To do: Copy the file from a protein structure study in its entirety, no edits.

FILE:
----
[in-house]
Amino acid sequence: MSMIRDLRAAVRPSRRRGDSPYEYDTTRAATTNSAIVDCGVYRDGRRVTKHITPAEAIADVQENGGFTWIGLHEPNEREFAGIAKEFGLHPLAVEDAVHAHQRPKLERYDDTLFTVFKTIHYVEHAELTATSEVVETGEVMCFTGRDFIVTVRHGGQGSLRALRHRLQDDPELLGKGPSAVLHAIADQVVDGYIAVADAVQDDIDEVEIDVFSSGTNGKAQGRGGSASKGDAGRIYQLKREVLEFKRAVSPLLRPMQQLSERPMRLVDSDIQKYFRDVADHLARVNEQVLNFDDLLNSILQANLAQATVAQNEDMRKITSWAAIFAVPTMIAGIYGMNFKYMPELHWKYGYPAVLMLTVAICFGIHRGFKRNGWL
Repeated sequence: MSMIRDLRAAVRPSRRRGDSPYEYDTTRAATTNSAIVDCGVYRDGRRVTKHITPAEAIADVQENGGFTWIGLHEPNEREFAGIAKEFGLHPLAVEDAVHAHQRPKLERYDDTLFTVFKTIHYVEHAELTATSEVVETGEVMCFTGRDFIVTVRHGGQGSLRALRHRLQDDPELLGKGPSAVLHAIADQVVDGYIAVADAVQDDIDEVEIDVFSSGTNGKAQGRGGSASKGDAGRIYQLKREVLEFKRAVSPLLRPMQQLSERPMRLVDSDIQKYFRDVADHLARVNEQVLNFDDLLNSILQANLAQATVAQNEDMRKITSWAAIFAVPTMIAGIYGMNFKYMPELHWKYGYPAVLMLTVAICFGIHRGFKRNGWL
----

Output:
[in-house]
Amino acid sequence: MSMIRDLRAAVRPSRRRGDSPYEYDTTRAATTNSAIVDCGVYRDGRRVTKHITPAEAIADVQENGGFTWIGLHEPNEREFAGIAKEFGLHPLAVEDAVHAHQRPKLERYDDTLFTVFKTIHYVEHAELTATSEVVETGEVMCFTGRDFIVTVRHGGQGSLRALRHRLQDDPELLGKGPSAVLHAIADQVVDGYIAVADAVQDDIDEVEIDVFSSGTNGKAQGRGGSASKGDAGRIYQLKREVLEFKRAVSPLLRPMQQLSERPMRLVDSDIQKYFRDVADHLARVNEQVLNFDDLLNSILQANLAQATVAQNEDMRKITSWAAIFAVPTMIAGIYGMNFKYMPELHWKYGYPAVLMLTVAICFGIHRGFKRNGWL
Repeated sequence: MSMIRDLRAAVRPSRRRGDSPYEYDTTRAATTNSAIVDCGVYRDGRRVTKHITPAEAIADVQENGGFTWIGLHEPNEREFAGIAKEFGLHPLAVEDAVHAHQRPKLERYDDTLFTVFKTIHYVEHAELTATSEVVETGEVMCFTGRDFIVTVRHGGQGSLRALRHRLQDDPELLGKGPSAVLHAIADQVVDGYIAVADAVQDDIDEVEIDVFSSGTNGKAQGRGGSASKGDAGRIYQLKREVLEFKRAVSPLLRPMQQLSERPMRLVDSDIQKYFRDVADHLARVNEQVLNFDDLLNSILQANLAQATVAQNEDMRKITSWAAIFAVPTMIAGIYGMNFKYMPELHWKYGYPAVLMLTVAICFGIHRGFKRNGWL